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Poisonous Plants You Must Avoid Touching And How To Recognize Them

There are also many poisonous plants in the wilderness that you must never make contact with. Here we’ll show you how to identify the common ones you’ll likely encounter when hiking that you should not touch. Know how to identify the common ones, and you’ll avoid any aggravating rashes.

Poison Ivy (Toxicodendron radicans)

Poison Ivy is the most common poisonous plant you’ll encounter and causes an itchy rash for most people who touch it. The rash is caused by urushiol, a clear liquid compound found in the sap. Despite its common name as ivy, poison ivy is not a true ivy because it does not always climb. It is variable in its appearance and habitat. It is found growing as a shrub, a trailing vine along the ground, or climbing fences, posts, and trees.

Identify by: A woody stem (no thorns) with clusters of 3 leaves consisting of 2 opposing leaflets and 1 larger terminal leaf. Each group of three leaflets grows on its stem, which connects to the main vine. Leaflets may have a notch. Flowers are yellow-green (appearing May – July) in clusters near the round, waxy white berries.

Found: Nearly everywhere, especially along fences, trail posts, and stone walls in North America, Asia, Bermuda, & Bahamas.

Caution: 80% of the human population is allergic to urushiol, the oil excreted by poison ivy and poison oak. It is not poisonous to most wildlife. Animals often consume the leaves and birds consume the berries. The berries are a staple food for birds during the winter months. The birds spread poison ivy after excreting the seeds contained in the berries.

Symptoms: Red rash, inflammation, spreading blisters and scabs 4 to 24 hours after contact. Can cause temporary blindness if oil gets into the eyes. Never touch any portion of the plant, even in the winter when it appears dormant. The leaves of the plant do not have to be intact for you to get a rash.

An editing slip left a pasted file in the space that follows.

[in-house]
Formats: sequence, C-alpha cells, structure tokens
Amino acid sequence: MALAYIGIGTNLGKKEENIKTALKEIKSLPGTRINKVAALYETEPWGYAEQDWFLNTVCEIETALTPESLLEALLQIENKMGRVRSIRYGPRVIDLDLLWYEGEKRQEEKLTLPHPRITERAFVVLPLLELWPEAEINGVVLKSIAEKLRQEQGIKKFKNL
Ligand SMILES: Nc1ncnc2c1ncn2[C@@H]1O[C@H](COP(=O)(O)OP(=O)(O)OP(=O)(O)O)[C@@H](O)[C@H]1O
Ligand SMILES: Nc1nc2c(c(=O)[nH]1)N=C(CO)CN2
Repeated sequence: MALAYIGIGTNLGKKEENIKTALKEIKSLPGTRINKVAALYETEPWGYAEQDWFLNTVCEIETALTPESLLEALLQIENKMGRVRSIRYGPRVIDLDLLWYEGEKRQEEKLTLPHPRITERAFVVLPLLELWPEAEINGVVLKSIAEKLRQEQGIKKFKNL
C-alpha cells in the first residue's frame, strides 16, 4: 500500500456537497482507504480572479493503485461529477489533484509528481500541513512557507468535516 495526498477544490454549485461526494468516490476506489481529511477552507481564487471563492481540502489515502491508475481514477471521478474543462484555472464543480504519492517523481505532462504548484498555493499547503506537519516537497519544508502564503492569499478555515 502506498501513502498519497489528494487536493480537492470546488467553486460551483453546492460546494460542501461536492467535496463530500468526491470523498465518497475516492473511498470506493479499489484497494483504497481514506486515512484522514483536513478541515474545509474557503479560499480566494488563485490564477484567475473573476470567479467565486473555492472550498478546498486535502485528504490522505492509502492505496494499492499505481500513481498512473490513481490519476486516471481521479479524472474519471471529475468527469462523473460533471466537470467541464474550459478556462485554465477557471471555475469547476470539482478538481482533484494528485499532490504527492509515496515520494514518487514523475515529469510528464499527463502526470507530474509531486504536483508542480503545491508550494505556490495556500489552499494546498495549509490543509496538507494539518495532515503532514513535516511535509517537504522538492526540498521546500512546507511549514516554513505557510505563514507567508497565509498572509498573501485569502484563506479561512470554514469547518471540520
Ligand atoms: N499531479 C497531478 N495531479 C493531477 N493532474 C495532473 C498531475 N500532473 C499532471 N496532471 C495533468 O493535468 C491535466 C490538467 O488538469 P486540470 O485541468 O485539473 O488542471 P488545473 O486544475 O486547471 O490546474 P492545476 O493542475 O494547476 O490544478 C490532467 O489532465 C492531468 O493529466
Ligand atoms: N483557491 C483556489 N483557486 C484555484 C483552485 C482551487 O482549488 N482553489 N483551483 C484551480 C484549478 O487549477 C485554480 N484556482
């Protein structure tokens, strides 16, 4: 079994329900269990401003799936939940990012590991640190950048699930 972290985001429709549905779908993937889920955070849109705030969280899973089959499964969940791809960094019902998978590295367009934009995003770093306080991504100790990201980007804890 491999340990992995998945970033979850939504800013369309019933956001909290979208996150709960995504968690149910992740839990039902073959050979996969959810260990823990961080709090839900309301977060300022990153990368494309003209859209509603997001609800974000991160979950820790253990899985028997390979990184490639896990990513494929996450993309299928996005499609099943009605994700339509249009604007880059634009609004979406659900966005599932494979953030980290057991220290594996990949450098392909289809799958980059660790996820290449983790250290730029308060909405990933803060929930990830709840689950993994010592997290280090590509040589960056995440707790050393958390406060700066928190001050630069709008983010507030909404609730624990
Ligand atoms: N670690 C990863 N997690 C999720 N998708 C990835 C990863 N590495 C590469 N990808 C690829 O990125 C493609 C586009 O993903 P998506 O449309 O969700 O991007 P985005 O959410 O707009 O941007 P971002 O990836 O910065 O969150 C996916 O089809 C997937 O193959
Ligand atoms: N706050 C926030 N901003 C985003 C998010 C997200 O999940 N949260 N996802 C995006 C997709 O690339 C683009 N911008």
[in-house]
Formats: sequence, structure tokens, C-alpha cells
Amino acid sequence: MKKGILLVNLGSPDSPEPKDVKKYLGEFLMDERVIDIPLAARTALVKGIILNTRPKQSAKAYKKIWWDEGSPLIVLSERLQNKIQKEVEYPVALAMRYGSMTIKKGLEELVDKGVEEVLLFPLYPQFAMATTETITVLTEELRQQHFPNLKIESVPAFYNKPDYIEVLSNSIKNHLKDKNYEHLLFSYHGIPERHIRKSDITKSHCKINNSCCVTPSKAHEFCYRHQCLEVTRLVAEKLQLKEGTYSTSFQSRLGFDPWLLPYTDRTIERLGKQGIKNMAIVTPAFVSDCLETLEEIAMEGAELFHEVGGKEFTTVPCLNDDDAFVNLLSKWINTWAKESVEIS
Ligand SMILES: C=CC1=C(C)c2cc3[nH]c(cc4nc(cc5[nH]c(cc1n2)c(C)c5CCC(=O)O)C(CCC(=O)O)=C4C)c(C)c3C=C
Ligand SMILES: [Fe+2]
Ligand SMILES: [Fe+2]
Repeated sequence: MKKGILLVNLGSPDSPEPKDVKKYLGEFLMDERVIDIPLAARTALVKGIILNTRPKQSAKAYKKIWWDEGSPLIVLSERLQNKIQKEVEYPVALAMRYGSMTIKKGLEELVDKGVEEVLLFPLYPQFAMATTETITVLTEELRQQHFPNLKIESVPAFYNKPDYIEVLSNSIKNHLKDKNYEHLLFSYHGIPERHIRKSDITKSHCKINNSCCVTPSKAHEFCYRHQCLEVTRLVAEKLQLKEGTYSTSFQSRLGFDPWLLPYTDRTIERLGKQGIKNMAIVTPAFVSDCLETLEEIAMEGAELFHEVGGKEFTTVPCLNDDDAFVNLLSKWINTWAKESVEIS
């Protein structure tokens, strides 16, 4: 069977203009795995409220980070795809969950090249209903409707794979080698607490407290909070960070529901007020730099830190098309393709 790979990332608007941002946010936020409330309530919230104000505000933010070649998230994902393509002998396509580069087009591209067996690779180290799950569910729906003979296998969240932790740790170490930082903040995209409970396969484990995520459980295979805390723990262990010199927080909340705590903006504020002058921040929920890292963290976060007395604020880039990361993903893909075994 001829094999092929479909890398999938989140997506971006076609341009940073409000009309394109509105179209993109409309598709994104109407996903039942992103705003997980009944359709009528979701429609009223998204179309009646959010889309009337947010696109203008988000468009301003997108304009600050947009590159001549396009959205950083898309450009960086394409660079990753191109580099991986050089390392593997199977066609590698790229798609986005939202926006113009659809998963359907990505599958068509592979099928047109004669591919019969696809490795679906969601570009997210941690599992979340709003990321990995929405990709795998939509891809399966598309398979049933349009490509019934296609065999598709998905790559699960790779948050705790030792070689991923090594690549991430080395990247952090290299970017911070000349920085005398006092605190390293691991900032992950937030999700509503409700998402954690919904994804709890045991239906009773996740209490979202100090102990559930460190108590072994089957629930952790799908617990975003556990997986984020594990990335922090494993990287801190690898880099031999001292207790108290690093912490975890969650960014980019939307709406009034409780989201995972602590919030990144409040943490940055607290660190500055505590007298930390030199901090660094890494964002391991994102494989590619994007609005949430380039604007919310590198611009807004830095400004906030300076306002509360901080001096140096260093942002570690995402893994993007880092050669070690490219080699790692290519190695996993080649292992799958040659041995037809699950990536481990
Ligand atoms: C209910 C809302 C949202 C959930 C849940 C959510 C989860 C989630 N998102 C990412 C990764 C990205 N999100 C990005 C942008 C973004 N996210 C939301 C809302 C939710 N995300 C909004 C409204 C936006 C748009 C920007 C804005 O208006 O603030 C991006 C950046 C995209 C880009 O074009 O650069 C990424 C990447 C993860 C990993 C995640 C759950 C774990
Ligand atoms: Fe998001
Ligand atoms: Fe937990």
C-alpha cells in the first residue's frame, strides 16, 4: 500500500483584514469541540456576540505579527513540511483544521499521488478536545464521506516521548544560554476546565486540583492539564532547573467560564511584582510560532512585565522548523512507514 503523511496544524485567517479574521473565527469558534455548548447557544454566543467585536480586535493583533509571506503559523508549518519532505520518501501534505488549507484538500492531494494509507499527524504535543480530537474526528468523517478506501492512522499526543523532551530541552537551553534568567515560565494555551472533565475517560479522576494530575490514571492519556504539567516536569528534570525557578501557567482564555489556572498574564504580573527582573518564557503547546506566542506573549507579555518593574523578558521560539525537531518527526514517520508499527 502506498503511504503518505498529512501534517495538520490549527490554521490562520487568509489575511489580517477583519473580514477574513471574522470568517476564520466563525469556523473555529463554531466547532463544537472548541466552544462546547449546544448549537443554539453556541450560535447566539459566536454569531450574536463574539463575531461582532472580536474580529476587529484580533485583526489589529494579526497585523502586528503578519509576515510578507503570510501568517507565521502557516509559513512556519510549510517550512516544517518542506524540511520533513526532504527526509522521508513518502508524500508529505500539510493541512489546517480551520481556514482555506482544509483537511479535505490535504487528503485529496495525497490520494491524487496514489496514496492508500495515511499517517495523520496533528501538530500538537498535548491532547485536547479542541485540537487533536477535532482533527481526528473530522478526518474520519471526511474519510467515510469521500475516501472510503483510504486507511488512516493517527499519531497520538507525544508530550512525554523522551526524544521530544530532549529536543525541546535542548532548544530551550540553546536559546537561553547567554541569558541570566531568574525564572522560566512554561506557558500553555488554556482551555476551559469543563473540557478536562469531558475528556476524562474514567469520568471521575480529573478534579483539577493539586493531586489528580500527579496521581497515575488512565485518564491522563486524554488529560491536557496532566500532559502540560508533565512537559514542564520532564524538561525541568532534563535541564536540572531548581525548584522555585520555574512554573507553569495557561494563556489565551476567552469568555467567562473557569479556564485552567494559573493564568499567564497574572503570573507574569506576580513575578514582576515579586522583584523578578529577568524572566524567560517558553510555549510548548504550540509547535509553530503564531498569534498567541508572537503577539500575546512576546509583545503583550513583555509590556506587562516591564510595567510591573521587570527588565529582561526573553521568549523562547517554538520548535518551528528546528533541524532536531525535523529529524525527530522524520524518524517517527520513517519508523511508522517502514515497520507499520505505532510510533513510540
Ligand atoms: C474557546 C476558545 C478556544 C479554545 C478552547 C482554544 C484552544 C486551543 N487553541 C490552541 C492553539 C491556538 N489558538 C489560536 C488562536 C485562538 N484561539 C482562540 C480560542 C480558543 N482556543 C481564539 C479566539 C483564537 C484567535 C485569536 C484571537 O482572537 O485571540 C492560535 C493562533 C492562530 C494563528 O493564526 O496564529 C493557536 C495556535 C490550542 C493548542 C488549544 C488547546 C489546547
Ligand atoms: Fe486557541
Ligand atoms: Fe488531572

Poison Oak (Toxicodendron diversilobum – Western U.S; Toxicodendron pubescen – Eastern U.S)

Poison Oak is a low-growing shrub (up to 3 ft tall) with compound leaves containing 3 leaflets. Unlike poison ivy, the leaflets are lobed with rounded edges, which give it the appearance of an oak tree leaf. The “oak” in the common name refers to the fact that the leaves resemble those of the white oak tree. Coincidentally, poison oak tends to climb on the trunk of Oak trees. Leaves are brighter on the top side and slightly hairy underneath. Flowers are yellow-green (appearing May – June) in clusters near the hard waxy berries (berries turn white during autumn).

Found: Most common form on the western U.S. coast (diversilobum), also called ‘Pacific Poison Oak,’ is found growing at sea level at elevations up to 5,000 feet in dry woodlands. The eastern form, also known as ‘Atlantic Poison Oak’ grows in dry sandy soils, predominately in the southeastern states.

Poison Sumac (Toxicodendron vernix)

Sumac is a small tree (up to 25 feet) with a few wide-spreading branches. It likes water and is usually found in the eastern U.S. in wet soils in and around swamps and marshes. The compound leaves are pinnate, containing an odd number of leaflets, usually between 7-13 in number. The leaflets are 2 to 4 inches long with a smooth edge and pointed tip. Because it is tall, sumac poisoning tends to affect the face and head. The flower and fruit from poison sumac are very similar to those of poison ivy and poison oak.

Found: Southern U.S. near swamps, especially common along the Mississippi River.

Poison Ivy Relatives

You are less likely to encounter the following plants unless you where they flourish. Unlike poison ivy, they require more specific growing conditions. They are no less dangerous to touch, and the effect of poisoning is very similar to that of poison ivy. Some of the nastiest species, such as poisonwood, are found in South Florida in sandy coastal areas and tropical hammocks.